It became perfectly clear that one of the main goals is the profitable business with data, as a question posed by a member of the audience about democratic application possibilities of the software was answered as follows: “There is a great potentiality to start exploiting the fact that citizens go around the city in real time” (Ilia Christantoni, own recording, Urban Resilience Forum 15.09.2022). People nod in agreement, no one is surprised or outraged. In the closing plenary session, the spectacle finally culminates. Summing up, Holger Robrecht repeated several times: “We are too big to fail” (own recording, Urban Resilience Forum 15.09.2022). Explicitly referencing to this famous phrase rooted in the global financial crisis of 2007, indicating that certain financial actors have reached a scale of complexity and size that it seems impossible for government agencies not to rescue them in the event of financial distress, reveals egocentricity and megalomania in the practitioners’ self-perception. Clearly, they see themselves as the good guys, receiving such a great amount of support and approval in the name of the good cause that it seems appropriate to fantasize unrestrainedly about anti-democratic ideas. We can do whatever we want and no one can stop us.

This year’s Urban Resilience Forum demonstrated that climate resilience has become a commercial flagship in the business between NGOs, politicians and banks. The complexity of the interwoven aspects of the crisis, the life-threatening impacts on people’s lives and the role of state institutions are sidelined or even kept in the dark, while economic interests are prioritized and linked to anti-democratic visions. In Athens, but also in the context of the 27th UN Climate Change Conference in Sharm El-Sheikh, it is therefore obvious: Those in power are dancing on the volcano – or rather on flooded streets and swamped houses, over blazing forests and burning fields, in the face of suffering, dying people.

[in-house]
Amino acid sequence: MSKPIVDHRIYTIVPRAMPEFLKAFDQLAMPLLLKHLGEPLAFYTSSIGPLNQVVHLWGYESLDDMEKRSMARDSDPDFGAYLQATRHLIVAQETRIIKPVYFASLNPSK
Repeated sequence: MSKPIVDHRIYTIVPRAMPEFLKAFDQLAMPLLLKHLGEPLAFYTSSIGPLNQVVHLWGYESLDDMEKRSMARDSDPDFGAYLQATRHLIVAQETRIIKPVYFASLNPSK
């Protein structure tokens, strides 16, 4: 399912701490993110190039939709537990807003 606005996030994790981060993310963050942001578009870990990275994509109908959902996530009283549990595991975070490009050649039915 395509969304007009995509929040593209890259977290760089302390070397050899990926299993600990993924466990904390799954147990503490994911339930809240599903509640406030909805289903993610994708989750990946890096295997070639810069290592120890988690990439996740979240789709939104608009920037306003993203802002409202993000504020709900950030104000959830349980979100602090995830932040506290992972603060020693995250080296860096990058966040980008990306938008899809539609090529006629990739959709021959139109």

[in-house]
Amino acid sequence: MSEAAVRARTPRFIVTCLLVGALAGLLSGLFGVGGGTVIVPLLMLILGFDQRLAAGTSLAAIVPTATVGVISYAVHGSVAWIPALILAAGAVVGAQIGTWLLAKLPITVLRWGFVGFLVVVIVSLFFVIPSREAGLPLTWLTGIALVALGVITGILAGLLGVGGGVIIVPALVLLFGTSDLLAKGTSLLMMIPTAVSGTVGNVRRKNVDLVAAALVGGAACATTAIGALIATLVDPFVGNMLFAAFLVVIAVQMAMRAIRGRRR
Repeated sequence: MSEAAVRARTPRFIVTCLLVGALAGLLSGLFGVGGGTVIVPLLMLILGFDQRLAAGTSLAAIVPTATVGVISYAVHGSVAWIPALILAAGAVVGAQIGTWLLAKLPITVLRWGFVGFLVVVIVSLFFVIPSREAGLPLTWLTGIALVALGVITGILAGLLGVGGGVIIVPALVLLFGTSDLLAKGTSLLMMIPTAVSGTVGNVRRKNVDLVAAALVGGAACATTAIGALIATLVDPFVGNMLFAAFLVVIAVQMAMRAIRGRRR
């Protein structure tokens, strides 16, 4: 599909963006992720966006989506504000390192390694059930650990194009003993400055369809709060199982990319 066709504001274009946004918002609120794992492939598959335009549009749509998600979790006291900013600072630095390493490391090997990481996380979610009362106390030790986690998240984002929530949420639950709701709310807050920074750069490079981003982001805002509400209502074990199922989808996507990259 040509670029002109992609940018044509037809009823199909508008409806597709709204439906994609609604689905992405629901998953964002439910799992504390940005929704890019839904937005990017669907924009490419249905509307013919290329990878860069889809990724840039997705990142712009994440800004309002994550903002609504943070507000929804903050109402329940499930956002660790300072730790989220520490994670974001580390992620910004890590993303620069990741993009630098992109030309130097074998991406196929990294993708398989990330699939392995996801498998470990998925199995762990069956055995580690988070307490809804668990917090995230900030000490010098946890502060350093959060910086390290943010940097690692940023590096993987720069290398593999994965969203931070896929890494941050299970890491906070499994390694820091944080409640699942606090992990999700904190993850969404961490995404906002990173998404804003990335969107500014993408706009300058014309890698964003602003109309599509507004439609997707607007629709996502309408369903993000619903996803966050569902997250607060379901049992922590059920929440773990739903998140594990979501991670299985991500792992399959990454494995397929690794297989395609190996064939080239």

Needless to say that all of this does not leave a politically organized civil society unaffected. For the climate summit in Egypt, an extremely restrictive set of rules for protests and demonstrations was presented; leading up to the event, already hundreds of people have been arrested in the context of demonstrations and activities on social media, climate organizations have been prevented from entering the country or got massively restricted in their work, and military security plans unsettle civil society life. In Athens, too, the repressive, authoritarian climate and ever-worsening living conditions impact political organizing, with the result that, aside from occasional demonstrations and rallies and local environmental groups, there is no major climate justice movement. In order to prevent another Urban Resilience Forum and to better link struggles around health, work, housing and social security – the struggles for life – in the future, an intersectional climate movement in Greece, and specifically in Athens, that would work together with existing structures of the radical left and solidarity (self-)organizations and thus put people and their needs at the center, should be built and strengthened.

*Charlotte is a PhD researcher at the cluster of excellence “Climate, Climatic Change and Society” at Hamburg University. Her research focuses on collective practices emerging in the fact of climate insecurities and injustices within urban and activist communities.

**Alexa is a graduate student of international criminology and research assistant at at the cluster of excellence “Climate, Climatic Change and Society” at Hamburg University. Her research focuses on digital policing and authoritarian sentiments.